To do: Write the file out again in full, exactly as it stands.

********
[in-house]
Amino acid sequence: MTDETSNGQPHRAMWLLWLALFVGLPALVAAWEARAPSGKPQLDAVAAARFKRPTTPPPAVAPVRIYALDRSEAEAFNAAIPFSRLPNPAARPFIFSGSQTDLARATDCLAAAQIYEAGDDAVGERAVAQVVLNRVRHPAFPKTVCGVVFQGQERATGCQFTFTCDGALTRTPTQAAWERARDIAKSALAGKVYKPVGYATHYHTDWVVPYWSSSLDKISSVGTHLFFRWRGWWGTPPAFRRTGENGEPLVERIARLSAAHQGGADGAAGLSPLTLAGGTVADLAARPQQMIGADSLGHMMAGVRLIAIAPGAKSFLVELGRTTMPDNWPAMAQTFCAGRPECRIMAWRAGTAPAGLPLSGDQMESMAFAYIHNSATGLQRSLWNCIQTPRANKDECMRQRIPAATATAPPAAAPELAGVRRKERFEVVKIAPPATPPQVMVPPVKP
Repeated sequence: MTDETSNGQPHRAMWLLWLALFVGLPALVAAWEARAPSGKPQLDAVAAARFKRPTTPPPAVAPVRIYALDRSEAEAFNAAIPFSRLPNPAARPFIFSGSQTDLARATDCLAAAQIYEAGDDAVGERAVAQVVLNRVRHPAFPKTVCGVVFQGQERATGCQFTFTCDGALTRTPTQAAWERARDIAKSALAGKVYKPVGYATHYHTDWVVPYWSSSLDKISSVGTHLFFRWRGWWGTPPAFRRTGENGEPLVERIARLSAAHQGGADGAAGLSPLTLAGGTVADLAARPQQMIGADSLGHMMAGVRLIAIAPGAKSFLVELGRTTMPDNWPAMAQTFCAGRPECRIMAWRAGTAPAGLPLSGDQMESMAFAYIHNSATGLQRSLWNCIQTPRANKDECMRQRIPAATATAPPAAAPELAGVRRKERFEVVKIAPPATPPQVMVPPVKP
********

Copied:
[in-house]
Amino acid sequence: MTDETSNGQPHRAMWLLWLALFVGLPALVAAWEARAPSGKPQLDAVAAARFKRPTTPPPAVAPVRIYALDRSEAEAFNAAIPFSRLPNPAARPFIFSGSQTDLARATDCLAAAQIYEAGDDAVGERAVAQVVLNRVRHPAFPKTVCGVVFQGQERATGCQFTFTCDGALTRTPTQAAWERARDIAKSALAGKVYKPVGYATHYHTDWVVPYWSSSLDKISSVGTHLFFRWRGWWGTPPAFRRTGENGEPLVERIARLSAAHQGGADGAAGLSPLTLAGGTVADLAARPQQMIGADSLGHMMAGVRLIAIAPGAKSFLVELGRTTMPDNWPAMAQTFCAGRPECRIMAWRAGTAPAGLPLSGDQMESMAFAYIHNSATGLQRSLWNCIQTPRANKDECMRQRIPAATATAPPAAAPELAGVRRKERFEVVKIAPPATPPQVMVPPVKP
Repeated sequence: MTDETSNGQPHRAMWLLWLALFVGLPALVAAWEARAPSGKPQLDAVAAARFKRPTTPPPAVAPVRIYALDRSEAEAFNAAIPFSRLPNPAARPFIFSGSQTDLARATDCLAAAQIYEAGDDAVGERAVAQVVLNRVRHPAFPKTVCGVVFQGQERATGCQFTFTCDGALTRTPTQAAWERARDIAKSALAGKVYKPVGYATHYHTDWVVPYWSSSLDKISSVGTHLFFRWRGWWGTPPAFRRTGENGEPLVERIARLSAAHQGGADGAAGLSPLTLAGGTVADLAARPQQMIGADSLGHMMAGVRLIAIAPGAKSFLVELGRTTMPDNWPAMAQTFCAGRPECRIMAWRAGTAPAGLPLSGDQMESMAFAYIHNSATGLQRSLWNCIQTPRANKDECMRQRIPAATATAPPAAAPELAGVRRKERFEVVKIAPPATPPQVMVPPVKP